Buz repeated:
“I will be pleasantly surprized if you find something which will work more effectively and produce better enduring results than one person living a committed life and telling his friend what peace and joy Jesus has brought.”
There are probably some people who can see Christ in individuals. I never have and I don’t think I ever will. I see attributes of Christ in some believers now, after I have crossed the line and after I have joined the ranks. As a non-believer, and even as a new believer, I thought Christians were icky. As a non-believer, the only time I saw Christ was in a community of believers (Church). As a new believer, I didn’t experience Christ until I attended Church. Individual Christians who think they are most responsible for people coming to Christ may be much more of a problem than a solution.

5 comments:

blue fish said...

I don't mean to be adversarial... but I'd like to ask again...

Is there something that you believe the church could/should have done that would have been more effective in reaching out to you personally?

I'm curious because there are still a bunch of head-strong people out there who think Christians are fools, and it seems to me that if we want to find a meaningful way to reach out to them... then your personal experiences seem like an excellent place to start.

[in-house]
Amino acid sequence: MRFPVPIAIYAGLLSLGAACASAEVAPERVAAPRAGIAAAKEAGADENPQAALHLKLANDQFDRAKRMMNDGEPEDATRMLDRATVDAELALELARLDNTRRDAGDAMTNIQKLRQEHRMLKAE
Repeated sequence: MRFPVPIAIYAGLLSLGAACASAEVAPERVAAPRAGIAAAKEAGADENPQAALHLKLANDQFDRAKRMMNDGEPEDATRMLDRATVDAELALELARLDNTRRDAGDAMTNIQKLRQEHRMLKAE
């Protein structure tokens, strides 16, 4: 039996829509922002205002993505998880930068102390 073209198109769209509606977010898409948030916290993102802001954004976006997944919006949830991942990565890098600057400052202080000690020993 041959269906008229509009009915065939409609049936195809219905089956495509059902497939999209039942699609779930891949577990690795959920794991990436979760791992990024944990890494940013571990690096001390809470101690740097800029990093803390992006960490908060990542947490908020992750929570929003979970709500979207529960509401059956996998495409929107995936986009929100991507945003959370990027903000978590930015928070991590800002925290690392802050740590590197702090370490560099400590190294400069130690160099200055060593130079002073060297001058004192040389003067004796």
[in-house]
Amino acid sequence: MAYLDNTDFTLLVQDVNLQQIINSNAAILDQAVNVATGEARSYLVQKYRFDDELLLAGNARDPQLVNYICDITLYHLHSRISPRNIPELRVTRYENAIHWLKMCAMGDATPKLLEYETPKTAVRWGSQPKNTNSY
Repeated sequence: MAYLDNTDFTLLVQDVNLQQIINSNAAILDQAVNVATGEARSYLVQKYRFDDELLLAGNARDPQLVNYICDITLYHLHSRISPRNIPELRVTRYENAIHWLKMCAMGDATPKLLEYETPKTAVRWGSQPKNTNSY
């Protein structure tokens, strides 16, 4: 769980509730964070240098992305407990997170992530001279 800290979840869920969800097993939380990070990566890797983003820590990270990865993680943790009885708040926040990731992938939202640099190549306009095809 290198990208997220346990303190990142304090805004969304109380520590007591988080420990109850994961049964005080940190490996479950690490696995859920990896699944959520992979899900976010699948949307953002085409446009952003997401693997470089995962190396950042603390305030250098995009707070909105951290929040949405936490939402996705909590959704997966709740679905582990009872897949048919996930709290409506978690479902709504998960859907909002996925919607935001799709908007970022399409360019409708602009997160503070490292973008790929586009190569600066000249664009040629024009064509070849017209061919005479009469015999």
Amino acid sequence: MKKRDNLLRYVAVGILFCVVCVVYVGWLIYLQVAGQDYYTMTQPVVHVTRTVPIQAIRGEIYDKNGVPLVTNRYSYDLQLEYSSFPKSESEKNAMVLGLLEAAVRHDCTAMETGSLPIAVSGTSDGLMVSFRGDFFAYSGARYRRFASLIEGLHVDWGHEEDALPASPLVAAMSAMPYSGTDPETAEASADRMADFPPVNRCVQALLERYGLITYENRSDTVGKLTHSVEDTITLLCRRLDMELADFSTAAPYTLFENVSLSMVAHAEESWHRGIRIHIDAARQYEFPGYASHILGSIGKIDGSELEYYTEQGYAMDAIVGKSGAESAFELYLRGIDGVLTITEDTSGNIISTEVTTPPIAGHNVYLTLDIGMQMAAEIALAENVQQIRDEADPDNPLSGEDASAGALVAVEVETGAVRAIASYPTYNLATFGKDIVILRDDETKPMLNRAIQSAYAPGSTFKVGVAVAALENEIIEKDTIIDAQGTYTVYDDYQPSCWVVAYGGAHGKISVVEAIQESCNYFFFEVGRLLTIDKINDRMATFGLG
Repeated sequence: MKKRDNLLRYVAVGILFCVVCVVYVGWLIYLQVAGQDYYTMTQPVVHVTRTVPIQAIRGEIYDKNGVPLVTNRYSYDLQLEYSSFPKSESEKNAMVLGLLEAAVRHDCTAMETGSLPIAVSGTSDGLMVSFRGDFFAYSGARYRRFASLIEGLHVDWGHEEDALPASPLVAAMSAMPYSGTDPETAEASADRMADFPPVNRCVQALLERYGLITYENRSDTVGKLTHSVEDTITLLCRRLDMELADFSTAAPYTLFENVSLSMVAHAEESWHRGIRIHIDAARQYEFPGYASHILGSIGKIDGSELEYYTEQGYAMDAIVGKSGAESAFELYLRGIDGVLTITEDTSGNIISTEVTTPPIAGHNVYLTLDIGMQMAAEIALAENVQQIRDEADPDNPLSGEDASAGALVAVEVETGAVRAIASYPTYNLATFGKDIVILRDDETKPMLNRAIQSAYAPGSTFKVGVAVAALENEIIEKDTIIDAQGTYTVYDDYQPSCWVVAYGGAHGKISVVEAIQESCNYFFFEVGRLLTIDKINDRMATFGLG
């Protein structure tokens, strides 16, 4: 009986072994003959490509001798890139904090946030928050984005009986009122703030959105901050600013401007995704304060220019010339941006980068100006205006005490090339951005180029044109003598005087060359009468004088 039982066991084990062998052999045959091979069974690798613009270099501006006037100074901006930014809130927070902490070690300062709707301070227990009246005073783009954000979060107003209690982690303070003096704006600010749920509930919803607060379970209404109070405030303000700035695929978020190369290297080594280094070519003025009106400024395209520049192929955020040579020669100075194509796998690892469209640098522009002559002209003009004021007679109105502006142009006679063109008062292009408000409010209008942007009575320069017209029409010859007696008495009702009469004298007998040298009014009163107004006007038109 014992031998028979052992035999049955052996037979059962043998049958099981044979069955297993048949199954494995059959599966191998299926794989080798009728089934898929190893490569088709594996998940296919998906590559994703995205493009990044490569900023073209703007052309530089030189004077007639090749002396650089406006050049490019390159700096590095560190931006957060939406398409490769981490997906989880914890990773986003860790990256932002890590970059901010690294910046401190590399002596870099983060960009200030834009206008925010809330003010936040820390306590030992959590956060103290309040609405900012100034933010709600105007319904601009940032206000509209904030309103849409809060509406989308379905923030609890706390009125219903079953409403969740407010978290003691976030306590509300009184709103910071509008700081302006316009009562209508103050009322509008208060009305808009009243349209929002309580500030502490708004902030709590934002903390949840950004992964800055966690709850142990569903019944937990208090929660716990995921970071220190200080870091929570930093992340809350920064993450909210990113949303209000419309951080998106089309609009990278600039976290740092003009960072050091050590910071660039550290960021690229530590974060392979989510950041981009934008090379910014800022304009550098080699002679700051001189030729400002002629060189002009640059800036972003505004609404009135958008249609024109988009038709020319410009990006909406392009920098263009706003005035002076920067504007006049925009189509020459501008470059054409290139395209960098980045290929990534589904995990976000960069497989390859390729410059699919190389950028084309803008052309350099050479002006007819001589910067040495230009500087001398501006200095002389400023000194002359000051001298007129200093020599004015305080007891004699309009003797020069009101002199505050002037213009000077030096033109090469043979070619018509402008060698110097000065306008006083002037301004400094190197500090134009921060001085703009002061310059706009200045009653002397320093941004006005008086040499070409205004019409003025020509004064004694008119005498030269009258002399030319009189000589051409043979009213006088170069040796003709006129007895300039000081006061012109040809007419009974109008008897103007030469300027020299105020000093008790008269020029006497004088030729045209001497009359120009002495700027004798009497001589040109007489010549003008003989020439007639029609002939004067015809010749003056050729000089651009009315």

I mean, how do you think the Church should witness to head-strong people who are actively fleeing from God?

Buz said...

I am beginning to see the problem which you are trying to cast some light on.

First, I became a Christian at age five, and while I have gone through a bit of rebellion, the only obnoxious religious folk I have to fend off have been Jehovah Wittnesses. If you have been harangued and pestered by Christians who tried to drag you kicking and screaming through the pearly gates, then the problem was the agents, not the method.

If the problem was the method, then if someone had approached you with a new-and-improved method, are you saying that rather than rejecting the Gospel, you would have accepted it? I think your answer to that would be, "well not right then and there," at which point, again, it is not the method, nor the agent, but rather the timing.